When President Donald Trump recently called the House effort to repeal the Affordable Care Act "mean," he probably didn't expect the Senate to come up with something that is arguably even meaner for some Americans.
The biggest impact of the Republican repeal effort is arguably on Medicaid. The House bill would cut $834 billion in spending on the program, according to the Congressional Budget Office, by ending ACA's expansion of it and changing it from an open-ended entitlement to one with caps on spending.
The Senate version -- according to a discussion draft released Thursday -- contains even larger Medicaid cuts. They're just delayed a few years. We won't know exactly how big the cuts will be until the CBO shares its score of the new bill next week. But they'll be large, and they will dent the revenue and profits of health-care providers.
Yet shares of insurers and hospitals exposed to Medicaid reacted positively to the bill, which offers the industry some short-term relief. But investors seem to be ignoring an eventual time bomb.
The Senate bill diverges from the House version in two major ways when it comes to Medicaid. First, the ACA's expansion of the program will end gradually starting in 2021, instead of ending more abruptly in 2020. That's a legitimate boost for health-care providers.
Second, the House bill ties Medicaid's growth rate to medical inflation, plus an extra one percent for older and disabled beneficiaries. That alone would result in a big funding cut relative to current law, under which federal spending increases as needed to cover costs. The Senate version matches the House's growth rate until 2024. But after that, it will limit the growth rate to a much lower measure of general inflation, leading to even more massive cuts than the House bill would cause.
There are things for insurers to like in the bill, on top of an extra year of Medicaid reprieve. It gets rid of a big tax imposed by the ACA, lets them charge older people more for insurance, and may let them offer less-generous coverage options in some states.
But Medicaid is an increasingly significant revenue source for the insurance industry, with enrollment doubling for the six largest public Medicaid insurers since 2011.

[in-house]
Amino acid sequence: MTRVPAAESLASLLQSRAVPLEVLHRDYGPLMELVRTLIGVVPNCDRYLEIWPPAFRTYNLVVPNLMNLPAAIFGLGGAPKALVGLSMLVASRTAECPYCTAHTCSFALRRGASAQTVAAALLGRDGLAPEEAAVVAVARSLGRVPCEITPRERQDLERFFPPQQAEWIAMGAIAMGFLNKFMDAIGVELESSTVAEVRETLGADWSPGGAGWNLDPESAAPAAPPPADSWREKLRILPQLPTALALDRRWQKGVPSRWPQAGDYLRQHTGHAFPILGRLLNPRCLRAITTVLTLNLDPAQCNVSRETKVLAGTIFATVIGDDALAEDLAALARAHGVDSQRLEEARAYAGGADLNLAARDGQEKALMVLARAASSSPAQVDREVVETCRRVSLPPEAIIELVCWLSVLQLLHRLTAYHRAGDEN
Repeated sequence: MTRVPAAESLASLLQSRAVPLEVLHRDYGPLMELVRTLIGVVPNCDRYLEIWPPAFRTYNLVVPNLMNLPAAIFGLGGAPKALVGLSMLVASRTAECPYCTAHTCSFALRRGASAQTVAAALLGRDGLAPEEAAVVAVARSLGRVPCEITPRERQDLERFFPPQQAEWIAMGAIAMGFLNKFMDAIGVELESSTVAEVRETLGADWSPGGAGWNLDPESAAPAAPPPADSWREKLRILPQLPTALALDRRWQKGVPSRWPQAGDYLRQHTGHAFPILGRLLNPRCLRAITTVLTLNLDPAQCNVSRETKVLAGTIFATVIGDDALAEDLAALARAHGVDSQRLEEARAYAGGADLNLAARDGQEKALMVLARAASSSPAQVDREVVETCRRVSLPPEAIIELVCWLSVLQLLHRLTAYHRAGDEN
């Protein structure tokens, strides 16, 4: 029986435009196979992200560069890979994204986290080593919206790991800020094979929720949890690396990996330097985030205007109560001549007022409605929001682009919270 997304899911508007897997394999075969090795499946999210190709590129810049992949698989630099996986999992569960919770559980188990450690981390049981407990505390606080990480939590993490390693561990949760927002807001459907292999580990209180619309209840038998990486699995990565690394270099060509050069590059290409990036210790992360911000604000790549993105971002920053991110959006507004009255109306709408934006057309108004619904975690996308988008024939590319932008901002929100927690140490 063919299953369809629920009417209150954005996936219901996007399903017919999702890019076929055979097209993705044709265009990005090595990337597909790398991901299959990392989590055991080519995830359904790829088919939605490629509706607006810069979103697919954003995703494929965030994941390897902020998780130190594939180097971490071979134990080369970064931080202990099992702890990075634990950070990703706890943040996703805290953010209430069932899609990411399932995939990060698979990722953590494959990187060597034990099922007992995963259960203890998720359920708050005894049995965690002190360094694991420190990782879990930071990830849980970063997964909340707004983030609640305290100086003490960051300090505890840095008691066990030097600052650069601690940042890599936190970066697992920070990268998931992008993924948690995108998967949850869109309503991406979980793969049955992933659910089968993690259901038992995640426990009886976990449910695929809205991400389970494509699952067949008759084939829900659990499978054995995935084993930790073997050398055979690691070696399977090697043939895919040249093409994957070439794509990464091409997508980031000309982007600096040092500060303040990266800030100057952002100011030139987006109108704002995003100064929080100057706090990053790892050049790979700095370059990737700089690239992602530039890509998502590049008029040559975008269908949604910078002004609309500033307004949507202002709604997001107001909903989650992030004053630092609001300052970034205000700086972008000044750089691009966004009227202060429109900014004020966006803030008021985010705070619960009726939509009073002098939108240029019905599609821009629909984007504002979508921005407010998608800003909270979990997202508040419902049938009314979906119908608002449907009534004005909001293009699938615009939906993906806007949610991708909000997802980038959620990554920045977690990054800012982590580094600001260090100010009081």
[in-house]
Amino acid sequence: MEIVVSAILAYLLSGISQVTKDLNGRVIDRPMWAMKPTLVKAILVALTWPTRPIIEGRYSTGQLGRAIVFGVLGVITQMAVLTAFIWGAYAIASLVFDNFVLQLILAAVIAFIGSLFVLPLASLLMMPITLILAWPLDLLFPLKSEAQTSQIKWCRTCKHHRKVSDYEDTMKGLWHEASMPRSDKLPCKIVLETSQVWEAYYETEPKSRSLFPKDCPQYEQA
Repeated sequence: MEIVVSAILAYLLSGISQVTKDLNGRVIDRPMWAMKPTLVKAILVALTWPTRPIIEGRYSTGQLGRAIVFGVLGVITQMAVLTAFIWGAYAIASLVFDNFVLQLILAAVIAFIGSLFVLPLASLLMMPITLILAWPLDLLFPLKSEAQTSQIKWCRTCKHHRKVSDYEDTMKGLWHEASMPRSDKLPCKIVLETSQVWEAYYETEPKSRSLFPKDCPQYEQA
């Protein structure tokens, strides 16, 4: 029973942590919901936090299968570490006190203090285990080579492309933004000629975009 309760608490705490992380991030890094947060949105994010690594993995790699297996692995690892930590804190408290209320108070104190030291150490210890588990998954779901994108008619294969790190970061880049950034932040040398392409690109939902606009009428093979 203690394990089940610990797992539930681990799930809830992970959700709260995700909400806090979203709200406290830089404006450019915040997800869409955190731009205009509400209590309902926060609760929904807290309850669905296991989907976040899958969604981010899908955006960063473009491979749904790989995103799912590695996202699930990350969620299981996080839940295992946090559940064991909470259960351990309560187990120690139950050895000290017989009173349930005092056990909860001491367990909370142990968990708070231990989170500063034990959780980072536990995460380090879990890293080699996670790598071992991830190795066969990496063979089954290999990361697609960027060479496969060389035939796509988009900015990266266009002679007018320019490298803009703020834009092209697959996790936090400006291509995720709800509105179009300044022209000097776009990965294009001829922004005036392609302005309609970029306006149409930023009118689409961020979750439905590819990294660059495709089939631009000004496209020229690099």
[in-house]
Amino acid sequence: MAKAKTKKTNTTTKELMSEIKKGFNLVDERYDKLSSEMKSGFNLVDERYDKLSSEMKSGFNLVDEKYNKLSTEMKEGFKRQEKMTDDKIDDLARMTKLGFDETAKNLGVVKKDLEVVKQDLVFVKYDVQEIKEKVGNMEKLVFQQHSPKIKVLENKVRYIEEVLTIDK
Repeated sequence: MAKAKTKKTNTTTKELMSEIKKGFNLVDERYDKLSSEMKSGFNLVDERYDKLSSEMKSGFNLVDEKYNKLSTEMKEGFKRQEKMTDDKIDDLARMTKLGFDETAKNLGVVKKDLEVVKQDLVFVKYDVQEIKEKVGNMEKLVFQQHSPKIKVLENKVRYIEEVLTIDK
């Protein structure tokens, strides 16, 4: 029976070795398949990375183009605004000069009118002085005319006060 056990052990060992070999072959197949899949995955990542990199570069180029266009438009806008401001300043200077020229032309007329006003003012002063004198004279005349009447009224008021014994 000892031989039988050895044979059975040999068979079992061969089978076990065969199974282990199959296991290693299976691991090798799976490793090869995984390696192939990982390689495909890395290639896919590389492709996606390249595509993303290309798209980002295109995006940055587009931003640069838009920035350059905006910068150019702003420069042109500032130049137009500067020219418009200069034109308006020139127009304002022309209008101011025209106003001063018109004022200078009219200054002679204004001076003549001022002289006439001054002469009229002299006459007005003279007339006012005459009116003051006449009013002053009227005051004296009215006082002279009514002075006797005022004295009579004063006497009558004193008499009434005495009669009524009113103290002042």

Medicaid accounted for more than $70 billion in combined revenue for Centene Corp. and UnitedHealth Group Inc. last year. Those two firms got a combined $30 billion in revenue from the program in 2014, before the ACA expansion really kicked in.
The days of such growth are numbered if this bill passes in its current form. It delays Medicaid cuts, yes, but still guts the program. The impact won't just be felt in expansion states, but throughout the country.
Hospital stocks, which don't even get the benefit of a big tax break in this bill, also rose broadly on its unveiling. They plunged with the passage of the House bill, and this bill isn't that different. Thursday's reaction seems to be a case of overvaluing what amounts to a can-kick on Medicaid, even though the can (hospital revenue, in this case) will fall into a far deeper chasm down the road.
A research note from Mizuho's Sheryl Skolnick -- evocatively titled "Lots Less Worse Short-Term; Lots More Worse Long Term" -- points out Medicaid expansion has been one of the few sources of volume growth for hospitals over the past few years. In 2014, the ACA's Medicaid expansion helped equivalent admissions grow by 10 percent for a basket of U.S. hospitals tracked by Bloomberg Intelligence.
The Senate health will end this growth and boost the number of non-paying patients hospitals must treat. Medicaid isn't everything for these hospitals, but it's not trivial.
Insurer and hospital stocks are behaving as if investors think the Senate bill will help hospitals and insurers avoid pain. But that pain has only been delayed.
This column does not necessarily reflect the opinion of Bloomberg LP and its owners.
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